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Koster: Mo. won't appeal federal court ruling over contraception mandate

By Jessica M. Karmasek | Apr 16, 2013

JEFFERSON CITY, Mo. (Legal Newsline) -- Missouri Attorney General Chris Koster said last week the state will not appeal a ruling guaranteeing contraception coverage for most Missourians.

On Thursday, Koster asked a federal court to amend its order striking down portions of Senate Bill 749 to maintain the right of religious employers to exclude contraception coverage if they are also exempt under federal law and to allow Missouri insurance carriers to provide such coverage to religious employers.

Additionally, the attorney general said he would not appeal the court's ruling that other employers in Missouri must provide contraceptive coverage as part of their employer-provided health care plans.

SB 749, which was introduced last year, gives any "employer, health plan provider, health plan sponsor, health care provider, or any other person or entity" the ability to refuse to provide coverage for contraception, abortion or sterilization.

Gov. Jay Nixon, a Democrat, vetoed the bill, but both houses of the state legislature voted to override him.

The federal case was brought by insurance carriers caught between the federal health care law, which requires the inclusion of contraceptive coverage in federally regulated health care plans, and the state law, which exempts insurance carriers, businesses and individuals claiming a moral, ethical or religious objection to contraception.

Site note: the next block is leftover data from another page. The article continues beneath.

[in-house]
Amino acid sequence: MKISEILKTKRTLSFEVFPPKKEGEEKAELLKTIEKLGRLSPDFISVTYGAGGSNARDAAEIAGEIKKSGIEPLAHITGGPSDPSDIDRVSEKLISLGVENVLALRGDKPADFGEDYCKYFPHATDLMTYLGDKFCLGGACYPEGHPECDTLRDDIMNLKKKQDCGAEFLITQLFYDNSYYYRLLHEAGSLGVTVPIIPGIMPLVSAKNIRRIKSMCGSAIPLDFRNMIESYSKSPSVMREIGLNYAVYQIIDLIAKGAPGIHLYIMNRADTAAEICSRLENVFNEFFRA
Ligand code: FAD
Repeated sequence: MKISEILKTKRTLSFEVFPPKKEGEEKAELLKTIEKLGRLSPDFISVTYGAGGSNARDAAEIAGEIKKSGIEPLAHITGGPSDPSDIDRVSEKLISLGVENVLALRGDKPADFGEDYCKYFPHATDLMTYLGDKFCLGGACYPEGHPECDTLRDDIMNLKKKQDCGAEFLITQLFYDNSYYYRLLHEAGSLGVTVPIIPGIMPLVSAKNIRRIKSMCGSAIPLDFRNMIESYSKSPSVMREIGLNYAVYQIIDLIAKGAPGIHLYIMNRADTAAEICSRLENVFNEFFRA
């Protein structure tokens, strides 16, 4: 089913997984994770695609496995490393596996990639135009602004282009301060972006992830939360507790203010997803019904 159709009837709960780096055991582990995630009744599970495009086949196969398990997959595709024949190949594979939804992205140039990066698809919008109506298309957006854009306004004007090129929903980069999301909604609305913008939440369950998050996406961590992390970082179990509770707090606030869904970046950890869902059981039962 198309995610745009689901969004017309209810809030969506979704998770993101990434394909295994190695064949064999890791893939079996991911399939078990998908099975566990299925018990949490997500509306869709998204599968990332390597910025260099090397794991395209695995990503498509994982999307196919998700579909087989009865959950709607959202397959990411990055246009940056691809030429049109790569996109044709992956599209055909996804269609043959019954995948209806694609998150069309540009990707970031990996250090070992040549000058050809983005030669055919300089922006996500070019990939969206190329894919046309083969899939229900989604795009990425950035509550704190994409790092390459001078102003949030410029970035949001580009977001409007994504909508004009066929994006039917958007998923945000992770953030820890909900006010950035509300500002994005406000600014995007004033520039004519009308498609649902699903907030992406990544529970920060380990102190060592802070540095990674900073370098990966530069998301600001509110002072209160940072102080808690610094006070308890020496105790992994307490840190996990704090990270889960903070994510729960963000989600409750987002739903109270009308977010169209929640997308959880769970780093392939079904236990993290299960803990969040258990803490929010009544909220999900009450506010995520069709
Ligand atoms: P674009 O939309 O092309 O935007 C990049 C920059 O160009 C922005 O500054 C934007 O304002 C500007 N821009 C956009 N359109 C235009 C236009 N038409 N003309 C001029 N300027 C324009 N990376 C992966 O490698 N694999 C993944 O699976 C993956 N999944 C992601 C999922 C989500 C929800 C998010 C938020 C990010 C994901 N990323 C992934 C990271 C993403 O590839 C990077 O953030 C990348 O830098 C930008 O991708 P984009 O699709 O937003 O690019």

The federal mandate, which was imposed under the Patient Care and Affordable Care Act, signed by President Barack Obama in 2010, requires employers to offer contraception coverage or they may be fined.

Last month, Judge Audrey Fleissig of the U.S. District Court for the Eastern District of Missouri found the state law conflicted with the federal mandate.

Fleissig ruled that under the Supremacy Clause of the U.S. Constitution, federal law preempts conflicting state law.

"The Republicans' attempt to deny contraceptive coverage to women in Missouri is just plain foolishness," said Koster, a Republican-turned-Democrat.

"The Republican effort to deny contraceptive coverage cannot be supported by case law or sound public policy."

While acknowledging the supremacy of federal law as it applies to the majority of Missouri employers, Koster also asked the court to clarify its ruling so that federal exemptions applicable to religious employers, such as the Archdiocese of St. Louis, remain in effect.

From Legal Newsline: Reach Jessica Karmasek by email at jessica@legalnewsline.com.

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